Veggie pic1I would have never thought about trying to juice artichokes and would have labeled them as unjuiceables, but apparently it IS possible. You just have to be a little careful.

Looking on Wikipedia, I learned that their are 3 basic varieties of artichokes that are pretty distinct. The most common is the globe artichoke which is what most people know in the supermarket and is a type of thistle. You mostly eat the heart or stem. The Jerusalem artichoke looks more like a potato and it grows underground. The third is the Chinese artichoke which is also a tuber.

Nearly all of the artichokes from the U.S. are Globe Artichokes and are grown in California. So how do you juice these things? Well, you have to parboil it first before you juice it, being careful that the vessel you boil it in is non-reactive (stainless steel or glass) otherwise it will change color. I didn’t think you could juice the leaves but I read elsewhere that it should be OK, in other words the juicer should reject the harder parts of the leaves. The artichoke heart should be cut up and juiced.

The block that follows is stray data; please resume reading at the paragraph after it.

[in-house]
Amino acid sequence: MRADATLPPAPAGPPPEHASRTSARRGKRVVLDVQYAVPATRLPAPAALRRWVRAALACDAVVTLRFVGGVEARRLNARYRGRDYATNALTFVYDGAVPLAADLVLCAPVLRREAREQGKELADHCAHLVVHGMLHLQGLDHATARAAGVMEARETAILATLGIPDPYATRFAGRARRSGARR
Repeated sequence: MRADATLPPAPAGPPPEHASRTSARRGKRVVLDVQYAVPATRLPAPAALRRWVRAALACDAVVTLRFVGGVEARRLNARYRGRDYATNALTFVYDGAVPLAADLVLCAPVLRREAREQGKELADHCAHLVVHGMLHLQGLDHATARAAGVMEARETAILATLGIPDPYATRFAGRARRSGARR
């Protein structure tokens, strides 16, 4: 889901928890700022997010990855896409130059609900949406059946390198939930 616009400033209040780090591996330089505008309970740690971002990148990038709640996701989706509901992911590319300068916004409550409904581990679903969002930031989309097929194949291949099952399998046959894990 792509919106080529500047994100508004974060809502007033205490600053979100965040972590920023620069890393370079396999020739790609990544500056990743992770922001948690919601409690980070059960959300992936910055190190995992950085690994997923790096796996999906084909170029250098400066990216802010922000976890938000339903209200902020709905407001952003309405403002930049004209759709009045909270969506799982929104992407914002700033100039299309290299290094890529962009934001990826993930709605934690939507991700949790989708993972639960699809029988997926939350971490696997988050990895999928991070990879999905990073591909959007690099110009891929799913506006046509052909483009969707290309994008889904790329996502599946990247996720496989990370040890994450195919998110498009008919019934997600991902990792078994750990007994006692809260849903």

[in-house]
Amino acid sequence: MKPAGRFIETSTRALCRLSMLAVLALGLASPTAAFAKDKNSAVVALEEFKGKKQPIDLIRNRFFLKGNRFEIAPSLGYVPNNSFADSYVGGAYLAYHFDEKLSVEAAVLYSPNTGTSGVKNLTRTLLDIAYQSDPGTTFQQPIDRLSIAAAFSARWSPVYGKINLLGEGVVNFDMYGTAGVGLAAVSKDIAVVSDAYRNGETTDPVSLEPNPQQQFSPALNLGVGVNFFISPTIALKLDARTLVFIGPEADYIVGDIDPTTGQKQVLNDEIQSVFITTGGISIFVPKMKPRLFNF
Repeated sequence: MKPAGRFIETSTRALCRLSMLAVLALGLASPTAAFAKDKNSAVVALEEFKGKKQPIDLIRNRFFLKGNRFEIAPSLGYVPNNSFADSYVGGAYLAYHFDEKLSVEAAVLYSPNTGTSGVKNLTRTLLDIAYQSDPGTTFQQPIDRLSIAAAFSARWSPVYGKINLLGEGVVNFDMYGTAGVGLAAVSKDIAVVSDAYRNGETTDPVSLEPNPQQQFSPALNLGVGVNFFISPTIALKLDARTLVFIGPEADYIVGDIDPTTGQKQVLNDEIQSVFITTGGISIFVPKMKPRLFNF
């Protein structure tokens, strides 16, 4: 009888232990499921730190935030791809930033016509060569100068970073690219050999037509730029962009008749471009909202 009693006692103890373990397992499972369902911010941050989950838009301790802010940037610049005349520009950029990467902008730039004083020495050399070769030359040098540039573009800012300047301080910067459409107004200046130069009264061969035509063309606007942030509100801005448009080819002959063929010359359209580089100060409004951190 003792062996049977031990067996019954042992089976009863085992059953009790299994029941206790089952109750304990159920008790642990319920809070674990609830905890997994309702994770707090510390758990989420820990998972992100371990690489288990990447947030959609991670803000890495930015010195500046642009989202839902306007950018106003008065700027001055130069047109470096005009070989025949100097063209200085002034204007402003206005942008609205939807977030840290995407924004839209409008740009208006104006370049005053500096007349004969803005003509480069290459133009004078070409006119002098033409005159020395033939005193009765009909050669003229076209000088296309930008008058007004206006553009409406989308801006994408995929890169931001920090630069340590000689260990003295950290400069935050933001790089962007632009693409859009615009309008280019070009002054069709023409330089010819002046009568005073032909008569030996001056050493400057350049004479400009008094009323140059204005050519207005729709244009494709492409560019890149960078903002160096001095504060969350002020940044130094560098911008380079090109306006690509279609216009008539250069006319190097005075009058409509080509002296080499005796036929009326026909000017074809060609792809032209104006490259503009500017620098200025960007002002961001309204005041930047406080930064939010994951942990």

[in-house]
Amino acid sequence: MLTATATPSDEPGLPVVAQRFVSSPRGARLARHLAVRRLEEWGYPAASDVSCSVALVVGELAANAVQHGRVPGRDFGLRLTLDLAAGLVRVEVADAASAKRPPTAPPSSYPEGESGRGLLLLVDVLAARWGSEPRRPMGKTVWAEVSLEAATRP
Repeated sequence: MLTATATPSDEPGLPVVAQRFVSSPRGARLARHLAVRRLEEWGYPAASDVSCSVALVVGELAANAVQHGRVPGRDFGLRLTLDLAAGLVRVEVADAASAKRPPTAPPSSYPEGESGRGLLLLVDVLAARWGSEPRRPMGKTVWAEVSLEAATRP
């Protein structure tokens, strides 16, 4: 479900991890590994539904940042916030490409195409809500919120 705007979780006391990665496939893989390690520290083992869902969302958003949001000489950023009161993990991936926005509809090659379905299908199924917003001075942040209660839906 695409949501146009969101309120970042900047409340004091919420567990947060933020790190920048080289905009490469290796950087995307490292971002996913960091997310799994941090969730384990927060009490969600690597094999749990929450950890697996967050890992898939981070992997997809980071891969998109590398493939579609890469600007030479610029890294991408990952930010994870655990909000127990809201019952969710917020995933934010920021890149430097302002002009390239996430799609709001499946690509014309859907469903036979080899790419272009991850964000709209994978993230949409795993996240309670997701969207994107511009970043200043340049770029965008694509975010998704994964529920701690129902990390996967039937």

I think the artichoke juice is pretty strong so it needs to be blended with other things like the old standby, carrot juice. Other things I’ve heard it used with are celery and tomato. Seems like it needs to be an additive, rather than the star of a juicing recipe.

The Jerusalem Artichoke is quite the opposite and doesn’t have much taste to it, sort of like potato juice. I haven’t seen this one juiced before, but I assume you can use it like potatoes… I actually know nothing about the Chinese artichoke, and whether or not it is a juiceable.

I was wondering if you might be able to use the pulp of artichokes as some sort of thickener for texture in vegetable soups.

Juicing Buddies: goes with Carrot, Celery, Cucumber, Tomato
Vitamins and minerals: Vitamin C, K, Magnesium

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